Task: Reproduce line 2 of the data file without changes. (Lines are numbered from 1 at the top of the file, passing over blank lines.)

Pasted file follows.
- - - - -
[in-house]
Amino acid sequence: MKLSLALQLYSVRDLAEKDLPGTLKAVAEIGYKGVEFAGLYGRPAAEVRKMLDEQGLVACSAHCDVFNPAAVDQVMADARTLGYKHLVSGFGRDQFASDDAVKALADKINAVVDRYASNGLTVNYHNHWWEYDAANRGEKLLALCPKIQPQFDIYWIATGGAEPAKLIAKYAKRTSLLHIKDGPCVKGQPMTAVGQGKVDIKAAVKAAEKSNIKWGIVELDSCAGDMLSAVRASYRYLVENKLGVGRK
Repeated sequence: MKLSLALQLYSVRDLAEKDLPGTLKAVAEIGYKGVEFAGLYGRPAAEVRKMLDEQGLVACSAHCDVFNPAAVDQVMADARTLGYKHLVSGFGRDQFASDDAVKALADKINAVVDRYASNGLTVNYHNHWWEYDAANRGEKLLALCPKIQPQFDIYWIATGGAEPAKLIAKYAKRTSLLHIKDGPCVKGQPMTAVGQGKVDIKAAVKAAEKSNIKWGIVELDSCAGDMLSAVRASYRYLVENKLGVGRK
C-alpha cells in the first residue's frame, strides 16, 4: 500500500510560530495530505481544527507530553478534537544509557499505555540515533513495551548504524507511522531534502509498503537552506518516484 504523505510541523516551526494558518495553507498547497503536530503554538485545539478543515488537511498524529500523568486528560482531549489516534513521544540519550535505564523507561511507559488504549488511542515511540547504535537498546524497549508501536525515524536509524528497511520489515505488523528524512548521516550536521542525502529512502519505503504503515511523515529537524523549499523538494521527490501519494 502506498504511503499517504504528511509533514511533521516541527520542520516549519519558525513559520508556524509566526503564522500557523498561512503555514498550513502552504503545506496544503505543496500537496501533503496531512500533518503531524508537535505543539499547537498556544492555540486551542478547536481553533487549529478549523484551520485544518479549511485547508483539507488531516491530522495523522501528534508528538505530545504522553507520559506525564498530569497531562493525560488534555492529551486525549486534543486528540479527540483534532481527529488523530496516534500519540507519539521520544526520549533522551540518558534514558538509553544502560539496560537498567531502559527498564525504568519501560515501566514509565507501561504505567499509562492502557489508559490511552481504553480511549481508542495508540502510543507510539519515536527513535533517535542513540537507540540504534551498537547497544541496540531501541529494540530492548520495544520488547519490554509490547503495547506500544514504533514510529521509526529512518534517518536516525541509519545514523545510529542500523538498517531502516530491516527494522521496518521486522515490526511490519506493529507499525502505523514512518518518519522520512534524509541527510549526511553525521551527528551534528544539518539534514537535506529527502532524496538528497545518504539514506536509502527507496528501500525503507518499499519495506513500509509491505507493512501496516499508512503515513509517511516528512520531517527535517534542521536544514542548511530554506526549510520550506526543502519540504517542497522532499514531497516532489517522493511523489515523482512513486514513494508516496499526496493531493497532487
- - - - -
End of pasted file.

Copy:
Amino acid sequence: MKLSLALQLYSVRDLAEKDLPGTLKAVAEIGYKGVEFAGLYGRPAAEVRKMLDEQGLVACSAHCDVFNPAAVDQVMADARTLGYKHLVSGFGRDQFASDDAVKALADKINAVVDRYASNGLTVNYHNHWWEYDAANRGEKLLALCPKIQPQFDIYWIATGGAEPAKLIAKYAKRTSLLHIKDGPCVKGQPMTAVGQGKVDIKAAVKAAEKSNIKWGIVELDSCAGDMLSAVRASYRYLVENKLGVGRK